Jacinda Ardern mustering the troops ahead of Winston Peters arrival


Prime Minister Jacinda Ardern has a busy few days ahead of her. With a misfiring Cabinet, an absentee (both in mind and presence)Deputy Leader of the Labour Party and a baby on the way, Ms Ardern knows time is not on her side.

Deputy Leader Kelvin Davis has been largely invisible. Some say he was deliberately made to go into hiding and press the flesh with the Iwi as a way of shoring up the Maori vote that enabled Labour to sweep the Maori Party from office. Some say he has been shielded because his performance in the House of Representatives when answering questions from the Opposition has its own questions to be answered. Whatever the case, Mr Davis does not seem to be handling some of the more basic duties expected of a Deputy Leader all that well.

Add a misfiring Cabinet, rattling off gaffes that no doubt give National leader Simon Bridges cause for hope, the complexity of the problems facing Ms Ardern in the next 7 days just got quite a bit worse. Transport Minister Phil Twyford was stripped of the responsibility for the Civil Aviation Authority after being caught using his cellphone on a flight.

Ms Ardern has her own problems too. And that is not a reference to her impending date with maternity ward, so much as it is a nod to the fact that one of her flag ship policies, ending oil exploration has not gone down the way it was intended. Whilst it now takes a bit of a breather as climate change policy is before the public whilst they are granted the opportunity to make a submission on it, no mistake should be made about the fact that National is going to assemble a formidable case against banning oil exploration. Whilst the result would probably have still been the same, it should have at least been put to Cabinet first.

With all of these problems, little wonder Ms Ardern is only intending to be on leave for six weeks. Her partner, Clarke Gayford, First Man in New Zealand and First Dad will have a significant role to play at home, not just looking after their baby, whenever and however it may come. So who will fill the void for six weeks?

Cue Winston Peters, the survivor of a dozen terms in Parliament, with experience as Cabinet Minister in three Governments. Captain of the Nation for six weeks.

New Zealand politics might be in a piece of uncharted water here. With just a couple of weeks to go before Prime Minister Jacinda Ardern gives birth to her first child, the New Zealand First-Labour-Green Coalition is readying itself for a six week period with an acting-Prime Minister.

Winston Peters however is not new to this situation. He has been Acting Prime Minister in the past, when New Zealand First supported the National led Government of formers Jim Bolger and Jenny Shipley. As the longest serving member of Parliament – having spent most of the last 40 years in and around the Beehive and Parliament Buildings – Mr Peters knows the Standing Orders better than anyone including probably the Speaker of the House.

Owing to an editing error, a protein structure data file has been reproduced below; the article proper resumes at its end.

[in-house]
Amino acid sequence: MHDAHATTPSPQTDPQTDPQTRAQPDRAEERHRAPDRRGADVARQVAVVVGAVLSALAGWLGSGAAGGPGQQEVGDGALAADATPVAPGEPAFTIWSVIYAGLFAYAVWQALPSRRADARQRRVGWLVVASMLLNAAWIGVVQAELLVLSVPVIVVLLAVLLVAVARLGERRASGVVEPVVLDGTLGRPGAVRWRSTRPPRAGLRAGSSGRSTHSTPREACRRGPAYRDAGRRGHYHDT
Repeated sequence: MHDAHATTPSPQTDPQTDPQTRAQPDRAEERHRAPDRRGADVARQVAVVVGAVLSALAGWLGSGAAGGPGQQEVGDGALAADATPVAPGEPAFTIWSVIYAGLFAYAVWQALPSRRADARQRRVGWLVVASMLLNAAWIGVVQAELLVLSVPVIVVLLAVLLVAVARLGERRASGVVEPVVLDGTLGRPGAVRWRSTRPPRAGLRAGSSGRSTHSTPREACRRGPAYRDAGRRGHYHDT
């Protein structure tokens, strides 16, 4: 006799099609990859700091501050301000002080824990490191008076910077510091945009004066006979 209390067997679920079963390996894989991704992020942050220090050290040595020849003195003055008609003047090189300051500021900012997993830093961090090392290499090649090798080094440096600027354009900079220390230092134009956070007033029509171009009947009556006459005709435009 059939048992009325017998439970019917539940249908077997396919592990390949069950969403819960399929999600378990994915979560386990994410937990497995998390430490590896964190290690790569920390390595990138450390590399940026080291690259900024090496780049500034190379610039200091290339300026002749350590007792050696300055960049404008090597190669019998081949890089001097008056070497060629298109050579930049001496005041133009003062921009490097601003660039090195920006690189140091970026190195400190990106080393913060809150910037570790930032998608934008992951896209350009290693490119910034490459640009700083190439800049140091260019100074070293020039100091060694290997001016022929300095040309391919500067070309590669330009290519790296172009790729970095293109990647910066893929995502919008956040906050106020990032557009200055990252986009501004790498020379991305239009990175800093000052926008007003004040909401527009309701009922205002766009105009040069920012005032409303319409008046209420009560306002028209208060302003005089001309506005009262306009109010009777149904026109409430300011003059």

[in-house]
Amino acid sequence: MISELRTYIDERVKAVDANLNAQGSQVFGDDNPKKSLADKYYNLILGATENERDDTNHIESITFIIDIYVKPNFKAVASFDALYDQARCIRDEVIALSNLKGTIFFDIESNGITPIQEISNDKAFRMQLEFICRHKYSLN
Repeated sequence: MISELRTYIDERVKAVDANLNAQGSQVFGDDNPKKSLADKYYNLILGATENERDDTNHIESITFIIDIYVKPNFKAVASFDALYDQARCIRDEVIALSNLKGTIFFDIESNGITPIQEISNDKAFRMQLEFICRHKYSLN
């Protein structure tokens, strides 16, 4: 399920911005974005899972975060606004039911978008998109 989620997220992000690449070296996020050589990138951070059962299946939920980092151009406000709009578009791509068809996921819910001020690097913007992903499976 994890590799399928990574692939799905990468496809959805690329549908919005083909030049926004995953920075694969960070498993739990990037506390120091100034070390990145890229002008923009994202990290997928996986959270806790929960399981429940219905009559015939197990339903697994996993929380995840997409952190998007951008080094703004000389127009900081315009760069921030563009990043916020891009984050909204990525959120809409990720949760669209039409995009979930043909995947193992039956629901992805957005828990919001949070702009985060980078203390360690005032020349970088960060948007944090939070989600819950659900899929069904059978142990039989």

Mr Peters also has significant ministerial experience as well. He was Treasurer in the National-led Government of Mr Bolger/Mrs Shipley for 20 months before being fired by Mrs Shipley in August 1998. He was Minister of Foreign Affairs under former Prime Minister Helen Clark in the 2005-2008 Government. During that time he met a number of high ranking politicians from overseas including U.S. Secretary of State Condoleezza Rice.

Mr Peters has a knack for reading the minds of the voters. It is not possible to get as far as Mr Peters has without being able to read the electorate. Combine this with his witty, charismatic nature, ability to dish out one liners or complex answers as they are needed and you have the makings of a leader. But to get as far as Mr Peters has, one needs to have a genuine passion for the role, a hunger to succeed and

Simon Bridges drops in popularity; Crusher enters preferred P.M. stakes


National leader Simon Bridges is not the most popular politician in New Zealand at the moment. Whilst he might have the support of his National Party, and not really having been tested in the short time that he has been in office, his popularity is right where Andrew Little’s was this time last year before Jacinda-mania took hold.

Mr Bridges is experiencing the same very low levels of popularity that assailed successive Labour leaders during the three terms that party was out of office. For the time being this is not cause for alarm as Mr Bridges still has at least two years to wait before the next election, meaning there is plenty of time for Labour to make a significant mistake that National can capitalize on.

However if Mr Bridges still finds himself in this position cometh the 2020 Fiscal Budget he might find himself being challenged for the job. For that to happen though, there would need to be a significant change in polling fortunes. Right now A.C.T. and National can muster 59 seats in a Parliament of 122.

Perhaps the party that should be the most concerned is New Zealand First. Since their announcement that they will support the Comprehensive and Progressive Trans Pacific Partnership, the support for the party has plunged with many people who until then had been staunch supporters walking away from the party of Winston Peters. Prior to that announcement, the Party had been widely viewed by the voting public as the only party other than the Greens that was stridently opposed to the C.P.T.P.P. and its predecessor the Trans Pacific Partnership Agreement (T.P.P.A.). If an election were had today and the poll result was accurate, there would be no New Zealand First in the new Parliament.